Just this year, the franchise introduced new flatbreads to complement herb-infused smoothies and other beverages. Tropical Smoothie Cafe has tried to appeal to different dayparts by marketing light fare such as salads, wraps, sandwiches, tacos and even noodle bowls, with the aim of serving the breakfast, lunch and dinner crowds.
There are more than 370 units in the Tropical Smoothie Cafe chain nationwide. The company underwent a major change in late 2012 when Tropical Smoothie Cafe sold a controlling interest to BIP Opportunities Fund LP for $10 million.
Earlier this year, the company produced its first system-wide commercial ad campaign and continues to grow with new franchise agreements, particularly in the Southeast. IBISWorld did not provide a market share estimate for Tropical Smoothie Cafe, but Technomic noted in its profile that sales increased 6.3 percent to $169 million and units increased 9.4 percent to 360 in 2013.
Maui Wowi Hawaiian Coffees & Smoothies
Inspired by the Pacific islands, Maui Wowi was also founded by a couple, Jill and Jeff Summerhays, in 1983, but they did not begin franchising until 1997. It’s the perfect example of how coffee houses are also trying to please a variety of customers with an array of beverages, especially when coffee sales slow down after breakfast. The Maui Wowi brand is built on its Hawaiian Fresh Fruit Smoothies and it also includes all-natural frozen yogurt on its menu.
Based in Greenwood, Colo., Maui Wowi now has a franchise chain of about 200 locations in the United States, serving coffee, smoothies and other snacks and beverages. The brand differentiates itself by bringing Hawaiian coffees to the mainland. It has developed an exclusive line of Kona espresso, cappuccino drinks, and blended gourmet coffees from Maui, Kona, Kauai and Molokai.
Having developed a distinct brand connected with the Hawaiian islands, the coffee franchise now has more than 200 domestic franchise operations. However, according to data from Entrepreneur.com, the number of units has been falling at times during the last five years and the company has lost significant market share. IBISWorld estimates Maui Wowi’s market share at 3.8 percent.
Los Angeles-based Robeks has been offering smoothies, shakes, blends and juices to the Southern California region since 1996. Since then, the company has expanded its franchising operations to total about 105 locations; however, this number declined over the past five years.
In 2014, the private company’s system-wide sales will reach an estimated $42 million, according to IBISWorld, which estimates Robeks’ market share at 2 percent.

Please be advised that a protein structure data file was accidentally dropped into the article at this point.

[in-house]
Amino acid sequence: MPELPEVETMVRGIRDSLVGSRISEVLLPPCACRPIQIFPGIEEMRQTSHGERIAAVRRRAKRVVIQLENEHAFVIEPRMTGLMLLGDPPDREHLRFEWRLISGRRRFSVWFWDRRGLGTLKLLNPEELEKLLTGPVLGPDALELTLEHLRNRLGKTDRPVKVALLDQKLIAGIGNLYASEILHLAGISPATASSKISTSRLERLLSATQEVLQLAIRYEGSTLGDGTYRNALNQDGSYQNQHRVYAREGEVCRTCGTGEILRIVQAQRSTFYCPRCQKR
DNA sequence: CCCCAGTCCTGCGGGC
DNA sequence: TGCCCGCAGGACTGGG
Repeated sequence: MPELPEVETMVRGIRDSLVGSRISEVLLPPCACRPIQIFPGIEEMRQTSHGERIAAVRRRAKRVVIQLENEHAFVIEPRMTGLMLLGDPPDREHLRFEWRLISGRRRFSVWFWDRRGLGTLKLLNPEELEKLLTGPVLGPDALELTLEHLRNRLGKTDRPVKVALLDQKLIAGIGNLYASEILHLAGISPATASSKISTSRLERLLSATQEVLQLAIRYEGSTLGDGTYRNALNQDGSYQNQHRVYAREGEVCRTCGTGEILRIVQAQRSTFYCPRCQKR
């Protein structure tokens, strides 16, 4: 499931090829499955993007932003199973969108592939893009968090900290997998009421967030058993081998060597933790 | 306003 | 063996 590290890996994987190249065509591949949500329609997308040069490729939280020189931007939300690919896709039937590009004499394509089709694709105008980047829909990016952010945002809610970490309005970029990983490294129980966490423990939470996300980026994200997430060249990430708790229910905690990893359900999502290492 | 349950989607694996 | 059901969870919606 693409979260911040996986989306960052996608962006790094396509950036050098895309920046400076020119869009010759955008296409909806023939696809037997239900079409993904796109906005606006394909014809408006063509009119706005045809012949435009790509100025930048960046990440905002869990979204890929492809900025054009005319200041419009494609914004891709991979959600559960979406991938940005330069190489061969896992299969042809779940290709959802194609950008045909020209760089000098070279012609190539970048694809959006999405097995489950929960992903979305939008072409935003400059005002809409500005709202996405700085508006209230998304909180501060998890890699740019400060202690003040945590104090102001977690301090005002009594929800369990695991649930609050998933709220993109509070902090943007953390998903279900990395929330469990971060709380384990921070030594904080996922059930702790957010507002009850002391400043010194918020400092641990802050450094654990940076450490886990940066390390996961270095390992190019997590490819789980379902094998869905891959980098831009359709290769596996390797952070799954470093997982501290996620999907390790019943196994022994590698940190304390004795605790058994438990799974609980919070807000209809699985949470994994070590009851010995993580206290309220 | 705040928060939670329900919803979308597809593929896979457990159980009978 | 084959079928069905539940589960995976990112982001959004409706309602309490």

While it shares the same objective as many of its competitors—catering to health-conscious customers who want a delicious-tasting beverage made from premium ingredients and the freshest fruits and vegetables—Robeks “has also defined itself, in part, by what it is not,” the company stated on its website as recently as last year. “We’re a smoothie shop. Smoothies account for more than 80 percent of our revenue. We are not trying to sell customers a breakfast burrito or an 800-calorie sandwich when they walk through the door.”
But the franchisor might be changing its tune as it works harder to promote its juices as well. RestaurantNews.com reported just recently that Robeks has vastly expanded its juice menu to meet demand for more green vegetable juices. The results have been dramatic. Juice sales have doubled at the franchise overall and tripled in some locations, the website reported.
The site also reported that same-store sales have risen for 28 consecutive months, with an overall average revenue increase of 12.5 percent during that time.
More to Come
Though the industry is in a mature phase of growth, there will likely be many more brands to come along as smoothies and whole-food juices become more popular, according to Technomic’s Tristano.
Certain brands have become identified with specific geographical regions: Jamba Juice franchises, with more than 50 percent of them located in California, are associated with the West; Smoothie King, with its beginnings in Louisiana, is well-known in the South; while Tropical Smoothie Cafe, with most of its units in Florida and Virginia, has staked out the East and Southeast. But that’s about to change, Tristano said.
“Franchising tends to go where it has the most opportunity. There’s so much growth in franchising that it’s blurring these lines, and these competitors are going into places where they will succeed in the market. I think we’re going to see more brands opening, and it’s going to be a slower growth rate. There will be 3 to 4 percent growth rate in limited-service (restaurant) growth over the next five years, but smoothie and juice won’t grow as fast as the fast-casual segment and Mexican and coffee chains.”